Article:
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Lithium Orotate: Mood, Alzheimer’s, and Aging

I read a lot of studies on health and genetics, and I keep finding research on the mineral lithium popping up. Topics such as circadian rhythm dysfunction, Alzheimer’s disease, telomere length, type 2 diabetes, and obesity… all linked to lithium?

This article explains the research showing the importance of this mineral in our health and longevity.

Recent scientific research on lithium and health

Minerals are needed by the body in the right amount, and it is important to look at the safety and health effects before supplementing with any mineral.

Lithium is a mineral that can be naturally found in food and drinking water. It is also available in low-dose supplemental form (lithium orotate).

Is Lithium Orotate the same as lithium (prescription)?

First, let’s look at the different types and amounts of lithium referenced in the research studies. Quite a range exists – from natural levels found in water to high levels in prescription meds.

For a lot of people, lithium brings to mind the prescription medication for bipolar disorder. This is almost always in the form of lithium carbonate.

Prescription doses of lithium carbonate are around 900-1200 mg/day, although this can vary based on the individual. For lithium carbonate, there are about 18.8 mg of elemental lithium per 100mg of lithium carbonate. Thus, a 900mg dose would give about 170 mg of elemental lithium.[ref]

Lithium orotate usually comes as a 120 mg supplement giving about 5mg of elemental lithium. Some companies also offer 10mg or 20 mg supplement doses.

The amount of natural lithium that we get in foods and drinking water varies based on the mineral content of the soil, with estimates of up to 3 mg/day.

A provisional recommended daily allowance (RDA) of 1 mg/day is recommended.[ref]

Breaking down the numbers: For an average person, a standard lithium orotate (5mg elemental lithium) supplement would be around twice the normal daily consumption from food and water, while the prescription dosages are closer to 80 to 100 times the normal daily intake.

Safety studies specific to lithium orotate:

A 2021 study investigated the safety of using lithium orotate as a supplement. The researchers found that there were no genotoxic effects, meaning that it won’t damage DNA. In this animal study, researchers found no adverse effects and no organ damage. The highest dose tested in animals was 400 mg/kg/day with no observable adverse effects (NOAEL).[ref]

Research on Alzheimer’s Disease and Lithium:

A 2017 study investigated Alzheimer’s rates and natural lithium levels in the drinking water in Texas.[ref] In an article about the study (much quicker read than the full paper), the study’s lead author explains the findings.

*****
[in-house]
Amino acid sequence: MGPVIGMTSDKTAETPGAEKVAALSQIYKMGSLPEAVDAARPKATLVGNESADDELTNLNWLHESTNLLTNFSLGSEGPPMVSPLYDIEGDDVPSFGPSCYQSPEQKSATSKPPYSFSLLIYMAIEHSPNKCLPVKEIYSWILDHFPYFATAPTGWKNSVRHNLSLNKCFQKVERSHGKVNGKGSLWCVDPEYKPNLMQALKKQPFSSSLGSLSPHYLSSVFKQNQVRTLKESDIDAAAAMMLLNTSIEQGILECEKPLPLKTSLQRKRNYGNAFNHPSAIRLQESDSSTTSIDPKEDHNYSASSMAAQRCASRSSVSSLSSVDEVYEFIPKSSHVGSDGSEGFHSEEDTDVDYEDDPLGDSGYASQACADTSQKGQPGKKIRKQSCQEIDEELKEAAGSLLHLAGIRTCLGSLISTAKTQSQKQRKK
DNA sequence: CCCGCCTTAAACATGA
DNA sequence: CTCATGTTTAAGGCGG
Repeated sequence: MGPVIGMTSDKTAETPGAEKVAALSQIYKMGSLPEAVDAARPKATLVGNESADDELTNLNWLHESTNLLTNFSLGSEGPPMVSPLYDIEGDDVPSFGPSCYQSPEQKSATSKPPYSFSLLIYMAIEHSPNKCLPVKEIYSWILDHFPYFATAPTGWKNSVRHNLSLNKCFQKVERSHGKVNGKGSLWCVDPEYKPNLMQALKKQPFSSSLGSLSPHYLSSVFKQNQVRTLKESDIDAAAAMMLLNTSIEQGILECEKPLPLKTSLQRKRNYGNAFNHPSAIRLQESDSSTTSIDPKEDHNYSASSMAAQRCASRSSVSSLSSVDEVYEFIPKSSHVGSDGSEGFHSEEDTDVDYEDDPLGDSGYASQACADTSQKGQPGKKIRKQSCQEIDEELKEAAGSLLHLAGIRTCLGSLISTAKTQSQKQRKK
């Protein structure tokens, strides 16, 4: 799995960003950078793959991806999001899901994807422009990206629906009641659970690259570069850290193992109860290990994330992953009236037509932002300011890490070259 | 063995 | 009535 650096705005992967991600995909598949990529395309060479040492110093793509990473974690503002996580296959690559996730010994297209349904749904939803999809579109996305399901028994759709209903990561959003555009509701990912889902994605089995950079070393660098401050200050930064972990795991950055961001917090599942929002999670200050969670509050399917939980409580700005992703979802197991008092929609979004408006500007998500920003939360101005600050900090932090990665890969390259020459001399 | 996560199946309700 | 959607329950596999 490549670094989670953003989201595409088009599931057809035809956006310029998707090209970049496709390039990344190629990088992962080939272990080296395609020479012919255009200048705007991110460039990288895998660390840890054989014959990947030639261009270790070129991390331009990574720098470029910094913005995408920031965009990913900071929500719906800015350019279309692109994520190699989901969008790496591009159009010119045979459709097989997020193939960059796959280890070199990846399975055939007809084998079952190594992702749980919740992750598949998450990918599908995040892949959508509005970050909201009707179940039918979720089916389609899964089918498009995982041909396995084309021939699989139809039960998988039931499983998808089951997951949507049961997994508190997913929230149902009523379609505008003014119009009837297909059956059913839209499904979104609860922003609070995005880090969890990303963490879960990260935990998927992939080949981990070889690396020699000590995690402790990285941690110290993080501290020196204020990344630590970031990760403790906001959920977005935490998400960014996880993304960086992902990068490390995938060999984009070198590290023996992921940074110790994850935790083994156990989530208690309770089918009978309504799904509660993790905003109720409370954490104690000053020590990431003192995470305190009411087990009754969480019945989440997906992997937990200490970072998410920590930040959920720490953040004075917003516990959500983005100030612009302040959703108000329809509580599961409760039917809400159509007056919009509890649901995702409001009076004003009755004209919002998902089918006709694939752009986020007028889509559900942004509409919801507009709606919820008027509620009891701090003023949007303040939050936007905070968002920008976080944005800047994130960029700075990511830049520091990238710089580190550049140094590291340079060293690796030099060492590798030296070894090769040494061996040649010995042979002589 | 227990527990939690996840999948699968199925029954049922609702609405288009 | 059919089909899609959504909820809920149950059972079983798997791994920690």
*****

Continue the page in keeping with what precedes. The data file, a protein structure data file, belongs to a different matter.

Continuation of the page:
Essentially, water samples from almost all of the counties in Texas were tested for their natural levels of the mineral lithium, which varies depending on the concentration in rock and soil.

Alzheimer’s rates have risen everywhere, but the researchers found that Texas counties with higher levels of lithium in the groundwater had less of an increase in Alzheimer’s rates compared with counties that had lower levels of lithium.

In other words, the epidemiology here points to lithium in the groundwater protecting against Alzheimer’s. At least slightly.

The study results are not a total surprise since previous studies linked lithium to a decreased risk of dementia, but it is a great confirmation at a large-scale population level. Additionally, observational studies show patients taking prescription lithium are at a lower risk of dementia.

Research studies on lithium and Alzheimer’s disease:

A number of studies have looked at the effect of very low doses of lithium as an Alzheimer’s treatment or prevention option.

  • A 2015 review in the Journal of Alzheimer’s Disease analyzed the data from three randomized placebo-controlled clinical trials of lithium for treating Alzheimer’s patients. The trials found that lithium “significantly decreased cognitive decline as compared to placebo“.[ref]
  • An October 2017 article in JAMA Psychiatry details a nationwide study in Denmark on the exposure to lithium in drinking water and the incidences of dementia. This was a large study, with 73,000+ dementia patients and 733,000+ people without dementia as the control. The study found a decreased rate of dementia in people with naturally higher levels of lithium in their water (measured since 1986).[ref][ref]
  • A March 2018 animal study looked into the mechanisms of how lithium chloride lowers the risk of Alzheimer’s. It found that lithium increased the clearance of soluble β-amyloid clearance from the brain. In mice genetically bred to be a model of human Alzheimer’s, lithium chloride restored the clearance of soluble β-amyloid to the levels of normal mice. One big thing to note from this study is that lithium chloride did not affect β-amyloid that had formed plaque already.[ref]
  • A study in 2015 looked at the effects of microdoses of lithium on a mouse model of Alzheimer’s disease. The study found small doses of lithium carbonate in the drinking water of mice carrying the genes for Alzheimer’s disease caused a “decreased number of senile plaques, no neuronal loss in cortex and hippocampus and increased BDNF density in the cortex when compared to non-treated transgenic mice.” This was a follow-up study to the human study in 2013, which showed that microdoses of lithium stopped the cognitive decline in Alzheimer’s patients.[ref][ref]

You may be wondering at this point why aren’t doctors handing out low-dose lithium to everyone at risk for Alzheimer’s.